Jason Goodall, CEO of Dimension Data, was recently nominated to lead the new $20B NTT business outside of Japan (which will include Dimension Data). In the podcast below he speaks enthusiastically about how a "small group of unbelievably smart people" have driven enormous value for their clients. He also touches on modern leadership and how empowering others to lead has replaced older "command and control" models.
Clearly, enabling his "unbelievably smart people" to lead is central to Dimension Data's continuing success. An analogy that I like to think of for this type of leadership is the roads vs railways.
Railways are a brilliant way to transport large qualities of goods and people from one place to another but they have very rigid timetables and they always go to the same place. Roads are somewhat less efficient but have 'distributed leadership' (to use Mr Goodall's expression) - there are rules of the road but you can go wherever you want. In a fast-moving business environment this is not merely a 'good thing': it is absolutely critical.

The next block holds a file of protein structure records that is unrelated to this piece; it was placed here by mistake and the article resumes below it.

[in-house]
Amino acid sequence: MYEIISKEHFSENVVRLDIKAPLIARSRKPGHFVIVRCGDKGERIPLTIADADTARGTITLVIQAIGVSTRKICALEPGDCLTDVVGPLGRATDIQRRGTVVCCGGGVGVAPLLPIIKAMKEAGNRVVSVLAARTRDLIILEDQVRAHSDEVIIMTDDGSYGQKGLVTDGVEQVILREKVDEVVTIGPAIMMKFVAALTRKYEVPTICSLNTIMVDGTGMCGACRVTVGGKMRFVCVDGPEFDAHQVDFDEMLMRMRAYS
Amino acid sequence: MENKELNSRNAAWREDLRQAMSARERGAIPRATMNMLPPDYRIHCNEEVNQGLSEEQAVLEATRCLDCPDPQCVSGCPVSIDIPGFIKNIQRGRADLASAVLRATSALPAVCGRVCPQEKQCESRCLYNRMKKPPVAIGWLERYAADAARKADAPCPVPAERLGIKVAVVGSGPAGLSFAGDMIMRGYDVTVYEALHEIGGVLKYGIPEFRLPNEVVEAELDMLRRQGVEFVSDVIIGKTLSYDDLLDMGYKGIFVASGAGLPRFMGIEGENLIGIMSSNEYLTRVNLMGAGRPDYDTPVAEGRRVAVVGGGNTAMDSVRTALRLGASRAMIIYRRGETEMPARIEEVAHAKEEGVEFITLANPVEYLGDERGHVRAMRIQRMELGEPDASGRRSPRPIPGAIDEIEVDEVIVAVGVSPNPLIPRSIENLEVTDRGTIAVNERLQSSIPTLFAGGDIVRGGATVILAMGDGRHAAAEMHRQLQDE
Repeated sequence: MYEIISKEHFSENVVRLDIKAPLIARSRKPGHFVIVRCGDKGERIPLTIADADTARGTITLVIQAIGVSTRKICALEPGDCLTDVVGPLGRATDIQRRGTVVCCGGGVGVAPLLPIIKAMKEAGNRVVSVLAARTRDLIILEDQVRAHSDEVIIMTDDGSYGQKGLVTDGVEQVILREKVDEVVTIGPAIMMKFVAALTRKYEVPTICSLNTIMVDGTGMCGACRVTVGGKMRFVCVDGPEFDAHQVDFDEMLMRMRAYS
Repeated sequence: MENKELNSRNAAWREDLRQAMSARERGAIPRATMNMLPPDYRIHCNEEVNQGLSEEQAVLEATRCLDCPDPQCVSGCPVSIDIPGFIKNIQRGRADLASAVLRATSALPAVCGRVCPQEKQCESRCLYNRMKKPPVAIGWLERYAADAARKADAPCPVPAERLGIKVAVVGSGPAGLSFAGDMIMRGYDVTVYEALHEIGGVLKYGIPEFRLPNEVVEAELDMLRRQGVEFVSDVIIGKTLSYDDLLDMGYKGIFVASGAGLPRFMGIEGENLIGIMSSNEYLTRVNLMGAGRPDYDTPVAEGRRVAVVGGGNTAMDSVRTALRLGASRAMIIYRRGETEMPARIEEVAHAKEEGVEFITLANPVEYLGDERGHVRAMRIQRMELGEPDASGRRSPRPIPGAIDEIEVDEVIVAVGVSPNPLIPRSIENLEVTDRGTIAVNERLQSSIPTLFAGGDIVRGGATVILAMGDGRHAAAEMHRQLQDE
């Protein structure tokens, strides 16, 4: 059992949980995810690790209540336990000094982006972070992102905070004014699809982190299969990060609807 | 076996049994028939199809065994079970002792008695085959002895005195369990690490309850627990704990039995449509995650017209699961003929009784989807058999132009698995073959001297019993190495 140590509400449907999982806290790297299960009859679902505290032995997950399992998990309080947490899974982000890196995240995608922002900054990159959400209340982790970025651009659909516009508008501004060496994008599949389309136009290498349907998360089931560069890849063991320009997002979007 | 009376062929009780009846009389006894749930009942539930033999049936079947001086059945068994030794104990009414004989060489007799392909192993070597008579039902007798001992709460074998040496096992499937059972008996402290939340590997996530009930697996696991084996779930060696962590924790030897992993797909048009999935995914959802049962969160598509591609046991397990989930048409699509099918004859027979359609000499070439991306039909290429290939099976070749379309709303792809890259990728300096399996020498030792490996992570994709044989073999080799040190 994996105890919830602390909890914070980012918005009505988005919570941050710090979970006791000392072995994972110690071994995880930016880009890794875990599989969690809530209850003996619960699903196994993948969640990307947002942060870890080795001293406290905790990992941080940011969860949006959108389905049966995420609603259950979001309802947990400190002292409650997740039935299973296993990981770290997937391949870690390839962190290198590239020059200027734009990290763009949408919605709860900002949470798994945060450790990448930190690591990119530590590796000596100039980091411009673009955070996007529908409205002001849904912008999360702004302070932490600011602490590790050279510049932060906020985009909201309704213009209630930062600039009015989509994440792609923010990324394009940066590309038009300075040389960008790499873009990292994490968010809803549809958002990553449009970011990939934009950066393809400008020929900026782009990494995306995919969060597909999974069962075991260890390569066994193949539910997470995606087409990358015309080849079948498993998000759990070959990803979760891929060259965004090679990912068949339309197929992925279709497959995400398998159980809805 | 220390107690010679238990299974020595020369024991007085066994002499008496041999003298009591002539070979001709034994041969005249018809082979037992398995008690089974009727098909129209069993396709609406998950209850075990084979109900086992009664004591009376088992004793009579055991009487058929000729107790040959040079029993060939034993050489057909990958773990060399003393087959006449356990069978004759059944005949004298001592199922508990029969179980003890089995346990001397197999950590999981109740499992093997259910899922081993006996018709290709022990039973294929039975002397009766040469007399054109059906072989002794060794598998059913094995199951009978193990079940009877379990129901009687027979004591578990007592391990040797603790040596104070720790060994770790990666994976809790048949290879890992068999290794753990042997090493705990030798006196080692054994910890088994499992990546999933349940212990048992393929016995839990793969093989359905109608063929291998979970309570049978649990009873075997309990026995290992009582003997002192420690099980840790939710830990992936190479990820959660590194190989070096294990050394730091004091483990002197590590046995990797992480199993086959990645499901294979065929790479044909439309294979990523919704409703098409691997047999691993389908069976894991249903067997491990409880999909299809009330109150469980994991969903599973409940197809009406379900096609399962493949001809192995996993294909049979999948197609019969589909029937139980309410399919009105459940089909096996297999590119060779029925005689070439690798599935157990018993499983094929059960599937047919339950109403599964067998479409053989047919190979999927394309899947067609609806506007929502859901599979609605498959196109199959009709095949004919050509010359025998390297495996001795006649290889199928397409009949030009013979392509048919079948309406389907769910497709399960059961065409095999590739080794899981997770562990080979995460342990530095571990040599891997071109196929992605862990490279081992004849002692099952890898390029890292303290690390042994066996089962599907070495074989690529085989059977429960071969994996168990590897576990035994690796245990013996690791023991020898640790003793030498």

For a great example and a little pop history, please have a look at this - with excepts from A.J.P. Taylor’s book “How wars begin" and others - on the perils of an over-mighty train timetable in WWI.
"All the mobilization plans had been timed to the minute, months or even years before and they could not be changed... Modification in one direction would ruin them in every other direction. Any alteration in the mobilization plan meant not a delay for 24 hours but for at least six months before the next lot of timetables were ready."
It goes on to explain that this rigidness of mobilisation and the resulting strategy led directly to the First World War. An extraordinary case of the tail wagging the dog if ever there was one.
Fortunately, we now have the tools and techniques to allow distributed leadership in our businesses and our marketing communications and, as Mr Goodall points out, that is a very good thing.